Successful implementation of sustainable drainage systems (SuDS) requires greater collaboration and awareness across all built environment disciplines. This was one of the major discussion points at a SuDS panel discussion, hosted by ICE and Wavin, at industry conference Futurebuild.
The panel session was based on some of the key findings from ICE and Wavin’s recent design sprints in London and Leeds, held as part of their partnership on SuDS.
Panel speaker Paul Filkins, Engineering Manager at Taylor Wimpey Midlands, explained the need to “mix the disciplines up” in order to get the best results.
Sue Illman, owner and Managing Director of Illman-Young Landscape Design, who chaired the discussion, agreed: “SuDS is absolutely a collaborative exercise … it’s what we should be doing anyway.”
Panellist Martin Lambley, Product Manager – Stormwater Management, Wavin, recommended more SuDS education for potential practitioners. “It’d be good to see [SuDS] built into engineering degrees,” he said.
Collaboration to demonstrate value for money
However, the discussion revealed that greater SuDS understanding and engagement is needed among all stakeholders, including architects, planners, local authorities and residents. This is particularly important for managing costs and demonstrating value for money.
Filkins explained: “We can’t get our residents and the local parish councils to understand that these things don’t come free.
“Once we’ve actually built them and created these environments and habitats, we need people to take them over and pay for them … They’re interested in parkland, they’re not interested in what happens underneath.”
He emphasised how SuDS schemes can “give back to the community” and the need to raise awareness of benefits to residents.
SuDs ‘should be cheap, easy to maintain and stand the test of time’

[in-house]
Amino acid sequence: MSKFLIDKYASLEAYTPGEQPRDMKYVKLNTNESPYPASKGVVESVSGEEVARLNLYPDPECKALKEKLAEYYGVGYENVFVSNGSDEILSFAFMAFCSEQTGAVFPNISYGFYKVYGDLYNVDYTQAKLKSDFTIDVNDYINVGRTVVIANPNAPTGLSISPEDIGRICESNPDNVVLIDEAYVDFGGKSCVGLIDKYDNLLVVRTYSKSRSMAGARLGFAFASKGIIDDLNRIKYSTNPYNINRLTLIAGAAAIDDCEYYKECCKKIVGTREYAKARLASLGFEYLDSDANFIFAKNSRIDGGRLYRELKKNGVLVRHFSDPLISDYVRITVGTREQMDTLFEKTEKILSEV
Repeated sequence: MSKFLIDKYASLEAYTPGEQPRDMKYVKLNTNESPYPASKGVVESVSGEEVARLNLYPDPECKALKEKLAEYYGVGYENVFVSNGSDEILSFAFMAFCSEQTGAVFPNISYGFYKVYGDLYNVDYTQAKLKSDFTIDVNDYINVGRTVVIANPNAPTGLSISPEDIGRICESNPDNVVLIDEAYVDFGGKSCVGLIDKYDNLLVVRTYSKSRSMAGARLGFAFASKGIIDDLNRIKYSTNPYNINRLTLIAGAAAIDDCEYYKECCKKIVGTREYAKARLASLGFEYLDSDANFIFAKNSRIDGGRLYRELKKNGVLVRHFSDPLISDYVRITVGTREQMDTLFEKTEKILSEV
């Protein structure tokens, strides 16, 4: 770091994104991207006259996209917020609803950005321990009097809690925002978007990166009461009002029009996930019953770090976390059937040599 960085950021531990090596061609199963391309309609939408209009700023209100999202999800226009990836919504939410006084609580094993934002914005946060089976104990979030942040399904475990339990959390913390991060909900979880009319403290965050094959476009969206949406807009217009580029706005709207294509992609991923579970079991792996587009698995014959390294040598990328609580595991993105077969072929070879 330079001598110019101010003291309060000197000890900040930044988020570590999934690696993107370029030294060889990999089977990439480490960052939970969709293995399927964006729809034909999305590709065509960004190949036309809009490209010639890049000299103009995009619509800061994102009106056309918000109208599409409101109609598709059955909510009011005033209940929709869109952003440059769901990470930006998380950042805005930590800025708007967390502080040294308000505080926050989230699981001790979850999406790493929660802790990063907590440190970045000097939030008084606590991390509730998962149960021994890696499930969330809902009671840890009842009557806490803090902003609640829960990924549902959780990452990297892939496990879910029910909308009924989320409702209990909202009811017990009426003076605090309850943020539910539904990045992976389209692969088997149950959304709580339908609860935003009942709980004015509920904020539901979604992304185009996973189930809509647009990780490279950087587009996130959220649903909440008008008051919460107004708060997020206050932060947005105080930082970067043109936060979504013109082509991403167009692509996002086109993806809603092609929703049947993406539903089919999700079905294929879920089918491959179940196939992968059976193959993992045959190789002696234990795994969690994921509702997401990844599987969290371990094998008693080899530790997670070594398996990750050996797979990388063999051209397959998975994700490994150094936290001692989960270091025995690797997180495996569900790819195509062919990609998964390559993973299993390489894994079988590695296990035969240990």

But according to panellist John Rumble, Head of Environmental Resource Planning at Hertfordshire County Council, SuDS implementation doesn’t necessarily have to be expensive – as long as SuDS is considered from the start of a project and not treated as an afterthought at the end.
When SuDS is done well, it “should be cheap, easy to maintain and will stand the test of time,” Rumble said.
“It’s as expensive as you want it to be. If you do SuDs from first principles … you will probably get a relatively cheap system.”
Sewers for Adoption 8
The panel also discussed the upcoming Sewers for Adoption 8 guidance, expected to come into effect later this year, and particularly its potential impact on SuDS inspection and validation.
Rumble said that the guidance’s recommendations for water companies will raise new challenges and questions.
“The planning authorities need to be much, much stronger that what gets approved is what gets built … I think you’ll see something very different when the water companies get involved. It’s going to change things,” he said.
He warned that the lack of oversight can lead to failure of drainage systems upon meeting challenging conditions.
He said: “You don’t test [SuDS] until you get a storm and the right storm … that’s a lot of what-ifs. I do think there’s a bigger role for the regulator in the verification and inspection.”
Filkins agreed, saying: “[Currently] SuDS is never inspected by a body. It’s left to the developer and the contractor to self-police … When we get to Sewers for Adoption 8, we will actually get an authority – cradle to grave.”
‘Wales is doing it properly’
Rumble praised Wales for its current regulatory regime, but warned that the current movement towards separate systems in Scotland, England and Wales isn’t good for SuDS.
“Wales is doing it properly.,” he said. “Those of us in the industry are hoping that Wales is successful, and momentum will push the [UK] parliament to do it properly in England.”
He warned that there will be “a lot more risky sites coming up because the easy stuff has been done”.
“It’s going to be very interesting over the next 20 years,” he said.